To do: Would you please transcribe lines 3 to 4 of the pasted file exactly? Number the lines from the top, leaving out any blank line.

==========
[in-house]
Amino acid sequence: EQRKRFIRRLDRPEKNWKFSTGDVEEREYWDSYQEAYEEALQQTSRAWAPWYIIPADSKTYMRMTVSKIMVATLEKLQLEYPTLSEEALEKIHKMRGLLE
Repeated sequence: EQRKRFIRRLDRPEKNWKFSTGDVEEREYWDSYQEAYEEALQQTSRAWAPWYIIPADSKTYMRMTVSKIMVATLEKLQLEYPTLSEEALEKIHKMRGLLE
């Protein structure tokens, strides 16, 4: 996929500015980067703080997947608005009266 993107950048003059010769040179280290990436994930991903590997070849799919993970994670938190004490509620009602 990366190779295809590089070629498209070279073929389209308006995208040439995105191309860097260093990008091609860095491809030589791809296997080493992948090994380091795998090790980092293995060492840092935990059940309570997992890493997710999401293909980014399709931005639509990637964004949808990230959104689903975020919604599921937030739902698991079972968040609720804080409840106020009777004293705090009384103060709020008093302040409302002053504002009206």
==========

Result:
Repeated sequence: EQRKRFIRRLDRPEKNWKFSTGDVEEREYWDSYQEAYEEALQQTSRAWAPWYIIPADSKTYMRMTVSKIMVATLEKLQLEYPTLSEEALEKIHKMRGLLE
């Protein structure tokens, strides 16, 4: 996929500015980067703080997947608005009266 993107950048003059010769040179280290990436994930991903590997070849799919993970994670938190004490509620009602 990366190779295809590089070629498209070279073929389209308006995208040439995105191309860097260093990008091609860095491809030589791809296997080493992948090994380091795998090790980092293995060492840092935990059940309570997992890493997710999401293909980014399709931005639509990637964004949808990230959104689903975020919604599921937030739902698991079972968040609720804080409840106020009777004293705090009384103060709020008093302040409302002053504002009206």